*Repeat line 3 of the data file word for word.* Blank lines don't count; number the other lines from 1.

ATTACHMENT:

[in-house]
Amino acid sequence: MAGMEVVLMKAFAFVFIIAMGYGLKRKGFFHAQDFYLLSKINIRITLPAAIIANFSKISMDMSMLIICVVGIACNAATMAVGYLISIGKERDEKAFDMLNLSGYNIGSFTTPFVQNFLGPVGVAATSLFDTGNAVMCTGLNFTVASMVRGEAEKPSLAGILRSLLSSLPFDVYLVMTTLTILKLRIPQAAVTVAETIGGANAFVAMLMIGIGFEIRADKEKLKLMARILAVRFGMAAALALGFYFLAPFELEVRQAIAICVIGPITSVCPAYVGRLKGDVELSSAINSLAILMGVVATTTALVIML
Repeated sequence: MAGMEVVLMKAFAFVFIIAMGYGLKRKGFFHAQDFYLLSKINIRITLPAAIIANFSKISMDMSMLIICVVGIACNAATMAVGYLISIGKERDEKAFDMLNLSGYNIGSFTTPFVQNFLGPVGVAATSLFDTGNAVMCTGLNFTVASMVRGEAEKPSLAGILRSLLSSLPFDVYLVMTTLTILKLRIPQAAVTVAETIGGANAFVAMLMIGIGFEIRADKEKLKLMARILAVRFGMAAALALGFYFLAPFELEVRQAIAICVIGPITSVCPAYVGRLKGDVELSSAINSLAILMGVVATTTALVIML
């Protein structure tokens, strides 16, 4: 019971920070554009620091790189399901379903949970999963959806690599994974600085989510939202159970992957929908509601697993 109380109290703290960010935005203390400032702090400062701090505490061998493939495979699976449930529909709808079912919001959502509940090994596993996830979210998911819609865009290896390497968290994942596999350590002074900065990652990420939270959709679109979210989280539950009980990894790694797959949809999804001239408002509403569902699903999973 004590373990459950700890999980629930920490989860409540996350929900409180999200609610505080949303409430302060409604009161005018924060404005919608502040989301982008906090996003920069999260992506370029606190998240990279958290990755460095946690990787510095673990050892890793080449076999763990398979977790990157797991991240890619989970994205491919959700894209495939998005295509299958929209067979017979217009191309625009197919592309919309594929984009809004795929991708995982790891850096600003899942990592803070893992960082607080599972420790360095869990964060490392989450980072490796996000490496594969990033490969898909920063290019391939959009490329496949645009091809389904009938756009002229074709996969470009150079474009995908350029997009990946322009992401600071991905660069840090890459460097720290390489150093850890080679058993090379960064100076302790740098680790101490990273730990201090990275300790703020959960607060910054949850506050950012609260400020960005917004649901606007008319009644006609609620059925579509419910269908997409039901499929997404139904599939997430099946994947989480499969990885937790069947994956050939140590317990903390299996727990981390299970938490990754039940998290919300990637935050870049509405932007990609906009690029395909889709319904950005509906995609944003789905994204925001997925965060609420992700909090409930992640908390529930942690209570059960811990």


Repeated sequence: MAGMEVVLMKAFAFVFIIAMGYGLKRKGFFHAQDFYLLSKINIRITLPAAIIANFSKISMDMSMLIICVVGIACNAATMAVGYLISIGKERDEKAFDMLNLSGYNIGSFTTPFVQNFLGPVGVAATSLFDTGNAVMCTGLNFTVASMVRGEAEKPSLAGILRSLLSSLPFDVYLVMTTLTILKLRIPQAAVTVAETIGGANAFVAMLMIGIGFEIRADKEKLKLMARILAVRFGMAAALALGFYFLAPFELEVRQAIAICVIGPITSVCPAYVGRLKGDVELSSAINSLAILMGVVATTTALVIML